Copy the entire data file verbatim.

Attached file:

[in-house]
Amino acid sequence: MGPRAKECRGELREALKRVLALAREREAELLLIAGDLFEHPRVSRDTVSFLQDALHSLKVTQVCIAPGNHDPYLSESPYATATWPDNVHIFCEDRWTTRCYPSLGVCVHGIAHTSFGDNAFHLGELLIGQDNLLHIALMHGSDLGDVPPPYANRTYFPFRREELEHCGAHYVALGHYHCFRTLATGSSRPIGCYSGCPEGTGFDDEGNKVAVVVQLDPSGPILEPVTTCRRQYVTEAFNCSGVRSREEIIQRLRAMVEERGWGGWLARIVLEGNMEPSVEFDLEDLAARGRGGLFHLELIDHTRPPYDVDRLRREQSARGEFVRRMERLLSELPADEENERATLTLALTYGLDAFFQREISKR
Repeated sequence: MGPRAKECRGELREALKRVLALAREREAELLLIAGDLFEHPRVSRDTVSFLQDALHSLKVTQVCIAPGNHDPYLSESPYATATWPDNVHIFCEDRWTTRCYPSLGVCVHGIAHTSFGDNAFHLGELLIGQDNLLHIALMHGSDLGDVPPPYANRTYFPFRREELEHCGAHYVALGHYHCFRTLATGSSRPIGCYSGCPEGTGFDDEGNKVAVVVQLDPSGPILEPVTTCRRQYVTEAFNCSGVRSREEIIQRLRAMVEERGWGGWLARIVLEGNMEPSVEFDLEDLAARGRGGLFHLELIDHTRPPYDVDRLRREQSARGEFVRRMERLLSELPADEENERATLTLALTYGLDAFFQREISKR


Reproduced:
[in-house]
Amino acid sequence: MGPRAKECRGELREALKRVLALAREREAELLLIAGDLFEHPRVSRDTVSFLQDALHSLKVTQVCIAPGNHDPYLSESPYATATWPDNVHIFCEDRWTTRCYPSLGVCVHGIAHTSFGDNAFHLGELLIGQDNLLHIALMHGSDLGDVPPPYANRTYFPFRREELEHCGAHYVALGHYHCFRTLATGSSRPIGCYSGCPEGTGFDDEGNKVAVVVQLDPSGPILEPVTTCRRQYVTEAFNCSGVRSREEIIQRLRAMVEERGWGGWLARIVLEGNMEPSVEFDLEDLAARGRGGLFHLELIDHTRPPYDVDRLRREQSARGEFVRRMERLLSELPADEENERATLTLALTYGLDAFFQREISKR
Repeated sequence: MGPRAKECRGELREALKRVLALAREREAELLLIAGDLFEHPRVSRDTVSFLQDALHSLKVTQVCIAPGNHDPYLSESPYATATWPDNVHIFCEDRWTTRCYPSLGVCVHGIAHTSFGDNAFHLGELLIGQDNLLHIALMHGSDLGDVPPPYANRTYFPFRREELEHCGAHYVALGHYHCFRTLATGSSRPIGCYSGCPEGTGFDDEGNKVAVVVQLDPSGPILEPVTTCRRQYVTEAFNCSGVRSREEIIQRLRAMVEERGWGGWLARIVLEGNMEPSVEFDLEDLAARGRGGLFHLELIDHTRPPYDVDRLRREQSARGEFVRRMERLLSELPADEENERATLTLALTYGLDAFFQREISKR